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Love, power and Chinese-Australian relations


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The themes in Australian writer Sue Smith’s new political play were pulled sharply into focus by Senator Jacqui Lambie’s recent controversial comments about the threat of a Chinese invasion.

Smith – the writer of TV dramas including Mabo, Bastard Boys and Brides of Christ – created Kryptonite to explore the changed, complex and sometimes thorny relationship between Australia and China.

Underlying the dynamic, she believes, is Australians’ innate fear of their Asian neighbour.

“I think it goes right back to the ‘yellow peril’ fear [of the gold-rush days],” she tells InDaily ahead of Kryptonite’s official opening at the Adelaide Festival Centre tomorrow.

“But I also think that you’re aware of it in the public discourse, because although public figures talk very carefully about China, it is not a democracy, so in dealing with Chinese companies there’s an awareness that they are usually backed at some level by the state.

“A lot of people are nervous about it … I suspect it’s not entirely reasonable, but fear is never rational.”

Kryptonite – a co-production of the State Theatre Company of South Australia and Sydney Theatre Company, directed by State Theatre’s Geordie Brookman – was written well before Lambie and Palmer United Party leader Clive Palmer cause a stir with their much-reported comments about China-Australia relations.

Smith became interested in the issue a number of years ago as she witnessed what she describes as the “immense geopolitical shift” which saw China become this country’s key trading partner, while America remained its main cultural and defence partner. She also wrote a play about the mining boom, Strange Attractor, in 2009.

In Kryptonite, the issues are crystallised through the relationship of Dylan, a carefree young Australian, and Lian, an introverted Chinese exchange student, who meet at a Sydney university and establish a friendship that lasts 25 years.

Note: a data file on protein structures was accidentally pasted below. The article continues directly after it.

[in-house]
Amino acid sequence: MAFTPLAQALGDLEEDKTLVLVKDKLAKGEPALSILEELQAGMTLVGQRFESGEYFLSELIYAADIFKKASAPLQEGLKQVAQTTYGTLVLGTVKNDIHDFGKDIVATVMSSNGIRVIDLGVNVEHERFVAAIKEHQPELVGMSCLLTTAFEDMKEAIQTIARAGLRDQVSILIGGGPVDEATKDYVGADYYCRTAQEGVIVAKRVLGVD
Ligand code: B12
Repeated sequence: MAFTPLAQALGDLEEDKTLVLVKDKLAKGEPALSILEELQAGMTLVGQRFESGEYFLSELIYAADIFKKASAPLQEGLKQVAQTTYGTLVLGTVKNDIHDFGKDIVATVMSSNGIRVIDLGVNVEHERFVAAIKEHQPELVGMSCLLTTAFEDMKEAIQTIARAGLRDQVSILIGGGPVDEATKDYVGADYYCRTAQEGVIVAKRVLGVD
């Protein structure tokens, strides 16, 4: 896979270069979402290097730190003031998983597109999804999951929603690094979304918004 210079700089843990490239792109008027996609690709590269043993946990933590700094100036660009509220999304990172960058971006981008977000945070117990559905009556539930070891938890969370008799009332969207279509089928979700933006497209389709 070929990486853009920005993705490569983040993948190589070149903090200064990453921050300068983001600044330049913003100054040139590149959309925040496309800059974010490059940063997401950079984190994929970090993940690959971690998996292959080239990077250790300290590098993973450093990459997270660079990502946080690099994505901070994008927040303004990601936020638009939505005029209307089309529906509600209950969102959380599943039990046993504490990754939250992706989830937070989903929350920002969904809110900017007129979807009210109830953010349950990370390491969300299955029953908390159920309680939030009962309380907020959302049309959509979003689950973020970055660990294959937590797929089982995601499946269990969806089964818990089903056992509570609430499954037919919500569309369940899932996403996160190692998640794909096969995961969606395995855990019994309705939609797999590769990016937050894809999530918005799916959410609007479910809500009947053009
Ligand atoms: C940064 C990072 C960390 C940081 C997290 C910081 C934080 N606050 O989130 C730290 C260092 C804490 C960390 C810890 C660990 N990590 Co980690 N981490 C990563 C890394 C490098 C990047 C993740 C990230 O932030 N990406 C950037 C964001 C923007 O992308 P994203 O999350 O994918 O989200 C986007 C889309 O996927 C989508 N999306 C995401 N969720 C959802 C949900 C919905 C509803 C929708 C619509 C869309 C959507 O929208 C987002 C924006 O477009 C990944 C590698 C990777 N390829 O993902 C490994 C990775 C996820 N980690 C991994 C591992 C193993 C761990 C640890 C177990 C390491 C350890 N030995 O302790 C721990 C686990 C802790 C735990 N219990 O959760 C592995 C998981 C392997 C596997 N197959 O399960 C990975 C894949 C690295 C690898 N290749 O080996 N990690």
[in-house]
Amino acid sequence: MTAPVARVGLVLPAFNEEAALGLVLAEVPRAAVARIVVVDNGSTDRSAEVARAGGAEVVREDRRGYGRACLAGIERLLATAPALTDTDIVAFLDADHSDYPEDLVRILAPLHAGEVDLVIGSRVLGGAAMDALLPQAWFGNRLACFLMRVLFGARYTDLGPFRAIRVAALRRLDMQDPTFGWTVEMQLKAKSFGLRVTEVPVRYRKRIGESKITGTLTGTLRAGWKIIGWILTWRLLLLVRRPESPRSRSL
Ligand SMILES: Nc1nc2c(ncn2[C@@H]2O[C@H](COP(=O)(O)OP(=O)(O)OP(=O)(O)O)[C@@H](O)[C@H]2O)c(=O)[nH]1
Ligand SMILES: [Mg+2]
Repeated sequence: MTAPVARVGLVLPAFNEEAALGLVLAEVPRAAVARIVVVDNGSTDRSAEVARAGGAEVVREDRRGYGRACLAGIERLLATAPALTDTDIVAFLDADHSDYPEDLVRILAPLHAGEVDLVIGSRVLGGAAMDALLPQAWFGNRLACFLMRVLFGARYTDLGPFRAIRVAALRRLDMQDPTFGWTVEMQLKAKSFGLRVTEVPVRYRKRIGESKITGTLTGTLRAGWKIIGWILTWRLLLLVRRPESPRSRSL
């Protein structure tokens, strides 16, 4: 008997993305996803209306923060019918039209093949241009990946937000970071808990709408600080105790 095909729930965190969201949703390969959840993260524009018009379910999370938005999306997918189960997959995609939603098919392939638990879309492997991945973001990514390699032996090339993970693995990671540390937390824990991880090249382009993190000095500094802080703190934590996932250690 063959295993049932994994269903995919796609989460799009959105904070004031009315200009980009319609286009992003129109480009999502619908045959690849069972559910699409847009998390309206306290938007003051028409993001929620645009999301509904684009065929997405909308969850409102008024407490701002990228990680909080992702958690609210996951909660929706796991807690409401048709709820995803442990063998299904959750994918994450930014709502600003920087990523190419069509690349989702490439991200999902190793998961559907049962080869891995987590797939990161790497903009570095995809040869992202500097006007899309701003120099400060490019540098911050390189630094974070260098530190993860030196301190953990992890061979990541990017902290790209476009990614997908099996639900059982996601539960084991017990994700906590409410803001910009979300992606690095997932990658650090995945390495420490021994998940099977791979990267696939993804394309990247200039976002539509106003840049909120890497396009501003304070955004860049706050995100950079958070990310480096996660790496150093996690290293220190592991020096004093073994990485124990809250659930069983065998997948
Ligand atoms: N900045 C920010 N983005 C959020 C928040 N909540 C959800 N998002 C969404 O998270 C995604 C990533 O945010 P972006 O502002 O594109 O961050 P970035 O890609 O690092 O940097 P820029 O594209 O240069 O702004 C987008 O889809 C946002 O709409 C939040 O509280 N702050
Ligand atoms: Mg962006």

For Dylan (played by Tim Walter), Lian (Ursula Mills) provides a vision of what it’s like to care passionately about something; for Lian, Dylan represents a secure, relaxed and comfortable life.

“When you’re young, certain people can have a very profound influence on you,” Smith says.

“They can kind of shape your view of the world and galvanise you through a different path through life. That’s what I wanted to suggest with these two characters – the influence they have on each other shapes their trajectory.”

Lian is in Australia during the 1989 Tiananmen Square massacre, in which the Chinese authorities turned tanks and machine guns on thousands of student protesters. The fact that she and Dylan share this shocking experience galvanises their early relationship, with the events having a profound impact on them.

Twenty-five years later, however, Dylan is a Greens politician and Lian is a high-powered mining executive in China – so, as Smith says, “inevitably things are going to get murky”. The personal and political begin to blur, leading to what the production notes describe as shocking consequences.

While the characters are fictional, Smith says that interviewing politicians during her television writing career helped her shape Dylan. Two particular people who came to mind were former Greens leader Bob Brown and scientist Tim Flannery – “who is not a politician but could easily have been”.

Her sister-in-law Janet, who is from China and has lived in Australia since 1996, helped her create Lian and also joined in workshops with the actors.

“She told me basically her entire life history,” Smith says. “We talked about her world view and her view of Australia, what it was like to be here when she was very new here, the challenges she faced … what she thinks about China now.

“I could not have written the play without her.”

While the overriding themes of Kryptonite are anything but light, Smith says the play is also very funny in parts, especially early scenes in which the young Dylan and Lian are struggling to understand each other.

“This is a testament to Geordie and the actors. Obviously I wrote them, but when I wrote them I didn’t realise how funny they would be on stage,” says Smith, who also worked with the State Theatre Company last year on the production of her play The Kreutzer Sonata, presented at the 2013 Adelaide Festival.

Ultimately, she hopes audiences will find her latest work both entertaining and moving.

“Also, [I hope it furthers] an awareness of the way in which lives are led in the shadow of history … no one, but some people more than others, can ever really escape their history. And when it is cataclysmic history, like the events in China in 1989, it really just shapes your whole life.”

Kryptonite is playing at the Space Theatre, Adelaide Festival Centre, until November 9.

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